So there’s this game, and it’s not out yet, but it’s received some notoriety online because it’s a game you can help fund through kickstarter, and the protagonist is a toddler, and the toddler apparently can die in the game.

Still here?  Good.  A lot of people can’t even entertain the idea of a toddler dying in any way, much less in a game (a word that many can’t separate from the word “fun”), because why would you want to?  So I wouldn’t blame them from surfing on to the next picture of cats up to shenanigans, and I’ll be joining them as soon as we’re done having this conversation, but I’m glad you’re still here because if you care about this medium as much as I do, then it’s a conversation we need to have.

We want new things.  We want new ideas, we want new experiences, we want to say “I’ve never seen someone try that before.”  We want to reward the innovators, the pioneers, the first to sing “She loves you, yeah yeah yeah.”  Every day, people try to satisfy us with the same things, over and over, and eventually when we hear “She loves you,” we think “Yeah yeah yeah…”

Every Tuesday I think, “Yeah yeah yeah.”  “Ooh, I’m a space marine, yeah yeah yeah.”  “Ooh, I’m a gangster, yeah yeah yeah.”   “Ooh, I’m one of the few survivors of a zombie apocalypse, everything’s been turned upside down and I’ve got to do whatever it takes to survive, yeah yeah yeah.

So why do we fall into the same old patterns over and over again?  Why do we accept the same predetermined roles that this medium gives us over and over again?  Don’t we want to be more than just a space marine?

We want power.  All of us, every single one of us, want power.  We say we want more money, but we really want the power to buy things.  We say we want more time, but we really want the power to do what we want with the time we already have.  We say we want to be strong, but what we really want is not to be weak.  Games have grown up over the past thirty years by giving us power, more and more of it, consistently and without hesitation.  What’s the first memory you have of a game really resonating with you?  For a lot of us, it’s probably standing alone under a clear blue sky, stomping on the first thing you see and killing it, and then eating something that made you twice your size.

So the guys over at Krillbite Studios decided to offer you something different, to let you be something less powerful than a space marine.  Less powerful than anything, really.  A toddler has no power at all.  A toddler has wants and needs like the rest of us, but not the ability to satisfy those wants and needs without help.  Actually, that’s not entirely true; a toddler does not believe that it can satisfy its wants and needs without help.  That’s why toddlers cling so tightly to their parents.  To a toddler, parents are the world.  They’re safety, they’re security, they’re survival.  That’s why it’s such an inspired choice as a protagonist for survival horror:  it’s a universal set of goals and fears that we’ve all experienced, one where the idea of failure (not finding your mommy) feels like the end of the world.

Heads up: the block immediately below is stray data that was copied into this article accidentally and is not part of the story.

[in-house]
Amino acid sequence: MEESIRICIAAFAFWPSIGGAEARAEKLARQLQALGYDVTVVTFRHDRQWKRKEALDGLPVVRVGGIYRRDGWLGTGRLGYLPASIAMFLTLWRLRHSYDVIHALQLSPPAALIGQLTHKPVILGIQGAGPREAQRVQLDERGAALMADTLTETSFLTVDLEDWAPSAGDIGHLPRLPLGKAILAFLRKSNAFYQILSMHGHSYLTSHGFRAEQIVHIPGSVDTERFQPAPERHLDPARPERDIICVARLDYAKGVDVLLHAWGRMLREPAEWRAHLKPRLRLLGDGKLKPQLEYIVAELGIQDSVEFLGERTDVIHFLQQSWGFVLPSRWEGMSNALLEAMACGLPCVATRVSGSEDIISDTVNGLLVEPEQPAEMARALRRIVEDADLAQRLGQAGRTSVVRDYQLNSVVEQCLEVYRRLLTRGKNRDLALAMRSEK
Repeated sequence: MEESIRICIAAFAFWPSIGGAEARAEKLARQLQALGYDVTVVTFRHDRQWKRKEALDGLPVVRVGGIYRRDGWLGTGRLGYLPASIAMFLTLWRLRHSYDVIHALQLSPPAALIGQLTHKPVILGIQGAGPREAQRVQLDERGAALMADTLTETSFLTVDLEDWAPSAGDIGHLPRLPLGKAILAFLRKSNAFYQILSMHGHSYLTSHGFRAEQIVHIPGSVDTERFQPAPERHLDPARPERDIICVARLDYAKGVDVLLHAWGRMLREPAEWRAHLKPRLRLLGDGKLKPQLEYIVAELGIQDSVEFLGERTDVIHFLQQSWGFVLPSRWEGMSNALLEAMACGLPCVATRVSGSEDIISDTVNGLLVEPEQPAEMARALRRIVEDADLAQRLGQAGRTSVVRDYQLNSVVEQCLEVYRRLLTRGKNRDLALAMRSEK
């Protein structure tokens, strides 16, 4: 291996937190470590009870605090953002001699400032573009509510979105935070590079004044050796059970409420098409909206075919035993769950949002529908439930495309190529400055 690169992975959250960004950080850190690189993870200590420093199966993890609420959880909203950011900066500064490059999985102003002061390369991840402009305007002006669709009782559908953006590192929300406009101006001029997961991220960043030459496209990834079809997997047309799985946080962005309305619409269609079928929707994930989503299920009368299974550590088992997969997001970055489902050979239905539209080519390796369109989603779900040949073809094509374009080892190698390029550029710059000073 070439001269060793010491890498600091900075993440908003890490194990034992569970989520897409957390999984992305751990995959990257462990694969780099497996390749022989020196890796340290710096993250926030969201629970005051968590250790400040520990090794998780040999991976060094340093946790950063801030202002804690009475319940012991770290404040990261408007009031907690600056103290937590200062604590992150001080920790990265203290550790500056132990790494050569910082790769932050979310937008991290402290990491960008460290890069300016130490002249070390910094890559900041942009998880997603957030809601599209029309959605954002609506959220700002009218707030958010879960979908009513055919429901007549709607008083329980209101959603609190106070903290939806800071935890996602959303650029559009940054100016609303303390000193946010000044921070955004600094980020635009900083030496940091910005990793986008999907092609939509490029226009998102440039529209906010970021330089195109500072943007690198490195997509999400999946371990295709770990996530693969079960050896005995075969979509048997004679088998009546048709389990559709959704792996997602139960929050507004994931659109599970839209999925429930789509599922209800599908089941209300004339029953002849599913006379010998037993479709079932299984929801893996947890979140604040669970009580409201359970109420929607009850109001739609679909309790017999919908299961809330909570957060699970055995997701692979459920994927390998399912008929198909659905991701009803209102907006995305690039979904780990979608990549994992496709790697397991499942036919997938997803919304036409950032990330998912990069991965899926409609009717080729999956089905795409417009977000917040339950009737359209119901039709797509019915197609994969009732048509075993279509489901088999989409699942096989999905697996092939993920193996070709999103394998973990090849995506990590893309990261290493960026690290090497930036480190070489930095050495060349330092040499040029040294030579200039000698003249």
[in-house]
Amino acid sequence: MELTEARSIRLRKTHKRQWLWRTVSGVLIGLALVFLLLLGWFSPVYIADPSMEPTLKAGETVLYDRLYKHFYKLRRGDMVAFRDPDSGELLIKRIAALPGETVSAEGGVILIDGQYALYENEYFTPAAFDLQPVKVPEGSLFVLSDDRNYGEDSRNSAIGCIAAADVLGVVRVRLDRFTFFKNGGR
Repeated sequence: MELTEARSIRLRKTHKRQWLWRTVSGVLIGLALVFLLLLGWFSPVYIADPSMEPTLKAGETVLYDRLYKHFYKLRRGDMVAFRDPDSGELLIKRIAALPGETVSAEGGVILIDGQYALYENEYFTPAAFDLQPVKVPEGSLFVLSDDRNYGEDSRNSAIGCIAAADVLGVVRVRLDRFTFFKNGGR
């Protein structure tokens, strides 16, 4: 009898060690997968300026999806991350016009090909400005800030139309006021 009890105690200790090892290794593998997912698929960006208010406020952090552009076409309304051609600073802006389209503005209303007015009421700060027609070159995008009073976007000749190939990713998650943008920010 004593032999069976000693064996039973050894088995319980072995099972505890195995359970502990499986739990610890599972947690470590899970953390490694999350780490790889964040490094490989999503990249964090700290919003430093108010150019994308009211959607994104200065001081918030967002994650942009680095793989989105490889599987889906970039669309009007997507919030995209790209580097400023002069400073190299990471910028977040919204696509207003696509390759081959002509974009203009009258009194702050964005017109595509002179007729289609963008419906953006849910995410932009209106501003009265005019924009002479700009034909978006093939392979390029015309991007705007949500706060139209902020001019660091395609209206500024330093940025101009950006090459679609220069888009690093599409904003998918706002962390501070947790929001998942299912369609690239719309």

We grow out of this stage of helplessness, thankfully, but we never truly forget it.  That lizard brain in the back of your head, the one that seems to come alive in poorly lit neighborhoods late at night when you’re not sure what’s around the corner, that lizard brain never forgets what it’s like to be that young, to be that scared, to be that powerless.  And that’s why some people reject the ideas behind Among the Sleep outright, and say it’s too controversial, it’s in poor taste, that it shouldn’t be done.

Because people don’t like to feel powerless.

We’ve seen plenty of games where the idea was to evade combat rather than engage in it, but even in those games we usually play as a ninja, or an assassin, or Batman.  I can’t think of many occasions (or any) where we’ve played as someone with no combat experience whatsoever (unless you count Sherry Birkin’s level in Resident Evil 2, but that was more of a side note to an existing game, where everyone else was decked out with guns and knives).  We’ve played hundreds of games set in WWII, but never from the Jewish point of view, trying to avoid capture or detection.  We’ve played hundreds of games set in the middle east, but never from the point of view of a kid trying to make it home without being shot up or bombed in the street.

We’ve seen stories of the powerless told before, and told powerfully.  From To Kill a Mockingbird to The Diary of Anne Frank to pretty much everything I’ve ever read by John Steinbeck, powerless protagonists have provided us some of our richest glimpses into the universal pain and glory of being a human being.  Why can’t gaming do the same thing?  Why shouldn’t it try?  Why should we judge Among the Sleep by how it plays when we fail, and not by the exhilaration we’ll feel when we succeed?  What may seem like a baby crawling through the dark to its mommy, might be the first act of courage in a long heroic life, rarely glimpsed by us or even remembered by the hero, but no less important.

After all, do you think space marines just fall out of the sky?

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